When I learned about the mission at Camp Dream, I said, “I’ll raise money.” I loved children, and I felt that Camp Dream was a way to help these children. The Jaycees are a leadership organization that trains members to be leaders in the community. Camp Dream was the perfect opportunity for the Jaycees to complete their mission for service to the community. The Georgia Jayceetes, the female version of the Jaycees, had discussed the idea of Camp Dream with the men. Before the two organizations became one, the men began raising money. The Jayceetes recruited the U.S. Army Corps of Engineers to build the lake at Camp Dream for no cost. The Roosevelt Institute for Rehabilitation had the property where the camp could be built, and they were also associated with some major foundations that could help with the funding of the project.
Today we have two cabins with 44 beds. Since we have one counselor for each special needs child, we can take 22 kids and 22 counselors at a time. When I went to the camp as a counselor, my first camper was a boy named Michael who had cerebral palsy and could barely talk. I fell in love with him after the first hour of meeting him. After working with Michael through that first session of camp, I swore to myself that there never would be another camp held in which I wasn’t involved. My passion for helping these young people grew stronger. For the first two years, I was a counselor. I accepted more responsibility and became a member of the staff. The counselor and staff positions are not paid—this is strictly volunteer work. I worked as a staff member for a few years before I was promoted to assistant director. Shortly thereafter, I became the director of Camp Dream.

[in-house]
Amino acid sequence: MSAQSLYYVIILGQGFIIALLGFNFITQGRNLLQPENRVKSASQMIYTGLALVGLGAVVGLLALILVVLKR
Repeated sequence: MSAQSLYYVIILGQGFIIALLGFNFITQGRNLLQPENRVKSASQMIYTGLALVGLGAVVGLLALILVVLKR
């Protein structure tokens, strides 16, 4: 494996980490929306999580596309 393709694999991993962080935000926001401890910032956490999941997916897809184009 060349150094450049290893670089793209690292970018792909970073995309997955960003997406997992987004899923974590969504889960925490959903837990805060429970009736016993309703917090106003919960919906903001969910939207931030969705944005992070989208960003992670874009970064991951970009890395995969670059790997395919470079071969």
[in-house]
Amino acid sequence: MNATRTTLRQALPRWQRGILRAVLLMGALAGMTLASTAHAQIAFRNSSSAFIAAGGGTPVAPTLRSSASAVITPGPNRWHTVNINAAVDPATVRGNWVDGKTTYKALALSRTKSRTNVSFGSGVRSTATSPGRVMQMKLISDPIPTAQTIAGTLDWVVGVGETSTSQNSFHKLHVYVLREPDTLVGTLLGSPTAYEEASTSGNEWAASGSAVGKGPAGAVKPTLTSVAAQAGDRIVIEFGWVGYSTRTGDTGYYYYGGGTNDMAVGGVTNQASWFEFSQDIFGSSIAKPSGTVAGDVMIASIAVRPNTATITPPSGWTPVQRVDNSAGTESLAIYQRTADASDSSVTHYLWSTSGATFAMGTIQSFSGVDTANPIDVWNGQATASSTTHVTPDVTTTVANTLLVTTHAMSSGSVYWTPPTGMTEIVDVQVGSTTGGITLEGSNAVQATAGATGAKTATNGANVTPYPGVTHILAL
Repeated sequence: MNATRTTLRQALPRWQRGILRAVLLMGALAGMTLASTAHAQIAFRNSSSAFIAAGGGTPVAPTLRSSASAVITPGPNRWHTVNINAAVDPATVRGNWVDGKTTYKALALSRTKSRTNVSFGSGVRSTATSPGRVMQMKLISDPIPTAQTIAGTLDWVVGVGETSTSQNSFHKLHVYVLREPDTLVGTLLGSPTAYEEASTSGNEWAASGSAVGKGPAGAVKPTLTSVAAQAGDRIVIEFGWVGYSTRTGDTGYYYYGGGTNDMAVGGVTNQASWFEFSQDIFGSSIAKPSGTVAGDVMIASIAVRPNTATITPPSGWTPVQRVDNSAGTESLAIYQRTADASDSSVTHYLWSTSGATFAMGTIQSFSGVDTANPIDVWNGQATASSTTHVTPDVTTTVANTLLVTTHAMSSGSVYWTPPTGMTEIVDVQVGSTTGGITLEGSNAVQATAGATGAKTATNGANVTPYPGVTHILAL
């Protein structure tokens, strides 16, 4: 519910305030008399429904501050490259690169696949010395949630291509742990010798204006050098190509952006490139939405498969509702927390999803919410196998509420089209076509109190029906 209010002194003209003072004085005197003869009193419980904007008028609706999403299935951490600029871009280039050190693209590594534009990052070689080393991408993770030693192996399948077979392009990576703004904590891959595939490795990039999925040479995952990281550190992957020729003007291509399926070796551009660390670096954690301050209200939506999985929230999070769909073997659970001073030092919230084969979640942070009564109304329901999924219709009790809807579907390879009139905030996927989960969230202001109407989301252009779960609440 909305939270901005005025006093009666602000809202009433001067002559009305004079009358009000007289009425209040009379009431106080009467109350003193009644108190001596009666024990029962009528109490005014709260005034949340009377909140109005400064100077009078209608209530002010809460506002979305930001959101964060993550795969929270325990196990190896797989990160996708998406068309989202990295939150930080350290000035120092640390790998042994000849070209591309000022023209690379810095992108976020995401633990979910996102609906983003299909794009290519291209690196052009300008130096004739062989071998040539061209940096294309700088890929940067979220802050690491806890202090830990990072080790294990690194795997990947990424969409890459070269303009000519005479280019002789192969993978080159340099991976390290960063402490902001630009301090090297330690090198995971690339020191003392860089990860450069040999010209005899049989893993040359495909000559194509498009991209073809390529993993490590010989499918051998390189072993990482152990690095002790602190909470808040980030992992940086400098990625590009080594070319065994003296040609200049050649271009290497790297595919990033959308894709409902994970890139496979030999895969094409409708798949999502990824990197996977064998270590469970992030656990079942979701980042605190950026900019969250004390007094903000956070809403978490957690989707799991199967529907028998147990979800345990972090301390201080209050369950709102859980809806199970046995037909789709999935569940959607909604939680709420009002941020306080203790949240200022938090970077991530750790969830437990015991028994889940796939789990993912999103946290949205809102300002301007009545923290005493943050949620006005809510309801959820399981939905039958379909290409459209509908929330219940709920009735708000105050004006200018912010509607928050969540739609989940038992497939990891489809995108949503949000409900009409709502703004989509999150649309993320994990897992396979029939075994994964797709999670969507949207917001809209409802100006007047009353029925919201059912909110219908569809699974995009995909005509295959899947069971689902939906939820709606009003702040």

In 2010, we only held one session of camp, because that was all the funding we had, and we hosted 50 special needs children. The year 2010 was a heartbreak for me, since we had 38 more children who wanted to come. Having to turn those young people away absolutely broke my heart. It is not right to turn children away. I went to the board and declared, “This should never happen again.” In 2011, we had three sessions and were able to provide the camp experience for 111 kids. A camp session is Thursday morning until Sunday, a three and a half day camp. Our volunteers include Jaycees, nursing students and college students.
To learn more about Camp Dream, and see the amazing work of the volunteers who serve a higher purpose, please click here.
Next: Lots of Crying, Tons of Laughter and a Big Dance with Beverly Taylor of Camp Dream
About the Author: For the last 12 years, John E. Phillips of Vestavia, Alabama, has been a professional blogger for major companies, corporations and tourism associations throughout the nation. During his 24 years as Outdoor Editor for “The Birmingham Post-Herald” newspaper, he published more than 7,000 newspaper columns and sold more than 100,000 of his photos to newspapers, magazines and internet sites. He also hosted a radio show that was syndicated at 27 radio stations; created, wrote and sold a syndicated newspaper column that ran in 38 newspapers for more than a decade; and wrote and sold more than 30 books. Learn more at http://www.nighthawkpublications.com